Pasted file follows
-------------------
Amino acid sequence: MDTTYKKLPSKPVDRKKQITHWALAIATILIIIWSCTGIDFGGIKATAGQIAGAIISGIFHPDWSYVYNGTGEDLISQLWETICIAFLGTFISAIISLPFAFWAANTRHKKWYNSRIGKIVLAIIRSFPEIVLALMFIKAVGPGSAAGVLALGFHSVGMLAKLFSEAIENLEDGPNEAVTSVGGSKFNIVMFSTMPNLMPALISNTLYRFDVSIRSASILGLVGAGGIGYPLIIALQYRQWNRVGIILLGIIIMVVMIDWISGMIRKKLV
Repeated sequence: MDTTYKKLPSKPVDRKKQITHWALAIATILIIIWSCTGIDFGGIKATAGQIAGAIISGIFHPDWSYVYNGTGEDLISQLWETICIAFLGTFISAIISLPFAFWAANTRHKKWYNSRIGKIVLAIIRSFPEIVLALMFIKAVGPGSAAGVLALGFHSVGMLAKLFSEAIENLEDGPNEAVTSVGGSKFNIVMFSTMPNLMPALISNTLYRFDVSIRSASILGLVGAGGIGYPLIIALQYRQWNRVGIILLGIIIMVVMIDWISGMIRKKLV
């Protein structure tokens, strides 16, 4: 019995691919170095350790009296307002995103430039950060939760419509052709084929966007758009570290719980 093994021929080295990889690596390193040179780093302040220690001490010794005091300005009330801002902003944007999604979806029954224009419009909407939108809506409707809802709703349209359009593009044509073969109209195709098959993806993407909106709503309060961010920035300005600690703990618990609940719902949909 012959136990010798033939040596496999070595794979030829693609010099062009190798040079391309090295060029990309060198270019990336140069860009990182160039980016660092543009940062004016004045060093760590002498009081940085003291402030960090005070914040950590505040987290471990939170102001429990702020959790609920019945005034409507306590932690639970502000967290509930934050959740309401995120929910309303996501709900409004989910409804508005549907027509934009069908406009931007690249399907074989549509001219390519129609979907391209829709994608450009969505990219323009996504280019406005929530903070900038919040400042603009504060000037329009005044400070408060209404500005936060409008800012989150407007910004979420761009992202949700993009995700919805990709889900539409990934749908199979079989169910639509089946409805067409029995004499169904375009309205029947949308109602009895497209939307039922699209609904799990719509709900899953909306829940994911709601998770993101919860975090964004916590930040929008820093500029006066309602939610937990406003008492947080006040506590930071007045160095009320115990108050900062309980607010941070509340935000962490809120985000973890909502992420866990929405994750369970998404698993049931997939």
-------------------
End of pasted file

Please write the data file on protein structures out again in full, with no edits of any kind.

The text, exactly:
Amino acid sequence: MDTTYKKLPSKPVDRKKQITHWALAIATILIIIWSCTGIDFGGIKATAGQIAGAIISGIFHPDWSYVYNGTGEDLISQLWETICIAFLGTFISAIISLPFAFWAANTRHKKWYNSRIGKIVLAIIRSFPEIVLALMFIKAVGPGSAAGVLALGFHSVGMLAKLFSEAIENLEDGPNEAVTSVGGSKFNIVMFSTMPNLMPALISNTLYRFDVSIRSASILGLVGAGGIGYPLIIALQYRQWNRVGIILLGIIIMVVMIDWISGMIRKKLV
Repeated sequence: MDTTYKKLPSKPVDRKKQITHWALAIATILIIIWSCTGIDFGGIKATAGQIAGAIISGIFHPDWSYVYNGTGEDLISQLWETICIAFLGTFISAIISLPFAFWAANTRHKKWYNSRIGKIVLAIIRSFPEIVLALMFIKAVGPGSAAGVLALGFHSVGMLAKLFSEAIENLEDGPNEAVTSVGGSKFNIVMFSTMPNLMPALISNTLYRFDVSIRSASILGLVGAGGIGYPLIIALQYRQWNRVGIILLGIIIMVVMIDWISGMIRKKLV
């Protein structure tokens, strides 16, 4: 019995691919170095350790009296307002995103430039950060939760419509052709084929966007758009570290719980 093994021929080295990889690596390193040179780093302040220690001490010794005091300005009330801002902003944007999604979806029954224009419009909407939108809506409707809802709703349209359009593009044509073969109209195709098959993806993407909106709503309060961010920035300005600690703990618990609940719902949909 012959136990010798033939040596496999070595794979030829693609010099062009190798040079391309090295060029990309060198270019990336140069860009990182160039980016660092543009940062004016004045060093760590002498009081940085003291402030960090005070914040950590505040987290471990939170102001429990702020959790609920019945005034409507306590932690639970502000967290509930934050959740309401995120929910309303996501709900409004989910409804508005549907027509934009069908406009931007690249399907074989549509001219390519129609979907391209829709994608450009969505990219323009996504280019406005929530903070900038919040400042603009504060000037329009005044400070408060209404500005936060409008800012989150407007910004979420761009992202949700993009995700919805990709889900539409990934749908199979079989169910639509089946409805067409029995004499169904375009309205029947949308109602009895497209939307039922699209609904799990719509709900899953909306829940994911709601998770993101919860975090964004916590930040929008820093500029006066309602939610937990406003008492947080006040506590930071007045160095009320115990108050900062309980607010941070509340935000962490809120985000973890909502992420866990929405994750369970998404698993049931997939």